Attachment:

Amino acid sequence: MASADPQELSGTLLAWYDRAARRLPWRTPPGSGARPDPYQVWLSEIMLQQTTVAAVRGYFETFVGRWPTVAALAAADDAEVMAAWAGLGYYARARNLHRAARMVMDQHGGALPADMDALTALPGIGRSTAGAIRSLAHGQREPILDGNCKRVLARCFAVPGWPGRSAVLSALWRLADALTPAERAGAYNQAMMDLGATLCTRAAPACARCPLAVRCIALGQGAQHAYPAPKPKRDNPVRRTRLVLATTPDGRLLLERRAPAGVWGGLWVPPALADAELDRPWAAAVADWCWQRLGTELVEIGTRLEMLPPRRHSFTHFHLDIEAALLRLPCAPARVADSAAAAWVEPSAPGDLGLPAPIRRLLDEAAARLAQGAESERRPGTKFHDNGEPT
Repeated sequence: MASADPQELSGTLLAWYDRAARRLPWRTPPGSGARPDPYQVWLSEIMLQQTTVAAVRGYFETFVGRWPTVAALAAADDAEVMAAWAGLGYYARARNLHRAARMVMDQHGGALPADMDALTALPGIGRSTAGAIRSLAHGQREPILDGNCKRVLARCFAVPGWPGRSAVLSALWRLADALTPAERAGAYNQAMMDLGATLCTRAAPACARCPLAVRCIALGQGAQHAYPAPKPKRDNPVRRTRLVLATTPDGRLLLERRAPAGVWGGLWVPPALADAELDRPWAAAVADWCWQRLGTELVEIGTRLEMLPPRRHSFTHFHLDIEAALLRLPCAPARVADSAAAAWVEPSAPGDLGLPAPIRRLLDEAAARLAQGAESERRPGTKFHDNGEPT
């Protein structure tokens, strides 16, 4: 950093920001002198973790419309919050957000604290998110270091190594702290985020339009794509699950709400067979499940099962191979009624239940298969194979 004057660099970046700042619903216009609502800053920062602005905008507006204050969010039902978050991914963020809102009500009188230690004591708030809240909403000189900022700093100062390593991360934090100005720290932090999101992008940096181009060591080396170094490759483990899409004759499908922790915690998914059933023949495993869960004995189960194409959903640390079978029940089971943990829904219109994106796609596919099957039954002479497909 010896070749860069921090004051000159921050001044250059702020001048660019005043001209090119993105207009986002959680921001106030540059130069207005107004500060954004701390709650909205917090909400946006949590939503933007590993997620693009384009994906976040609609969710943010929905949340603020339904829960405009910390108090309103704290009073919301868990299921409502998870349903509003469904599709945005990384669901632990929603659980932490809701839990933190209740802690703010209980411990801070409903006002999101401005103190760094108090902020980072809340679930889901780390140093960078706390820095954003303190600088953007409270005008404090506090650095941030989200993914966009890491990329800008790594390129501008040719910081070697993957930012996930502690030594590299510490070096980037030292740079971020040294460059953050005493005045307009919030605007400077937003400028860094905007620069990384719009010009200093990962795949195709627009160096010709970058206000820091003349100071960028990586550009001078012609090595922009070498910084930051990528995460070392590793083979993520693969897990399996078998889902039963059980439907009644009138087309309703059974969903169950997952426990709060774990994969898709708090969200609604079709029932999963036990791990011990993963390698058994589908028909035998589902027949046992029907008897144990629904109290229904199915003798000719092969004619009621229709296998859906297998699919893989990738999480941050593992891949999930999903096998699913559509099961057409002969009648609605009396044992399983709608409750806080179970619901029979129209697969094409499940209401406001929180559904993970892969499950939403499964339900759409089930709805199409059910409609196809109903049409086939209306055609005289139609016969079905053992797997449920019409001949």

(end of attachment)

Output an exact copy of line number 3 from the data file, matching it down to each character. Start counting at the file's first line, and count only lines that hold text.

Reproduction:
């Protein structure tokens, strides 16, 4: 950093920001002198973790419309919050957000604290998110270091190594702290985020339009794509699950709400067979499940099962191979009624239940298969194979 004057660099970046700042619903216009609502800053920062602005905008507006204050969010039902978050991914963020809102009500009188230690004591708030809240909403000189900022700093100062390593991360934090100005720290932090999101992008940096181009060591080396170094490759483990899409004759499908922790915690998914059933023949495993869960004995189960194409959903640390079978029940089971943990829904219109994106796609596919099957039954002479497909 010896070749860069921090004051000159921050001044250059702020001048660019005043001209090119993105207009986002959680921001106030540059130069207005107004500060954004701390709650909205917090909400946006949590939503933007590993997620693009384009994906976040609609969710943010929905949340603020339904829960405009910390108090309103704290009073919301868990299921409502998870349903509003469904599709945005990384669901632990929603659980932490809701839990933190209740802690703010209980411990801070409903006002999101401005103190760094108090902020980072809340679930889901780390140093960078706390820095954003303190600088953007409270005008404090506090650095941030989200993914966009890491990329800008790594390129501008040719910081070697993957930012996930502690030594590299510490070096980037030292740079971020040294460059953050005493005045307009919030605007400077937003400028860094905007620069990384719009010009200093990962795949195709627009160096010709970058206000820091003349100071960028990586550009001078012609090595922009070498910084930051990528995460070392590793083979993520693969897990399996078998889902039963059980439907009644009138087309309703059974969903169950997952426990709060774990994969898709708090969200609604079709029932999963036990791990011990993963390698058994589908028909035998589902027949046992029907008897144990629904109290229904199915003798000719092969004619009621229709296998859906297998699919893989990738999480941050593992891949999930999903096998699913559509099961057409002969009648609605009396044992399983709608409750806080179970619901029979129209697969094409499940209401406001929180559904993970892969499950939403499964339900759409089930709805199409059910409609196809109903049409086939209306055609005289139609016969079905053992797997449920019409001949």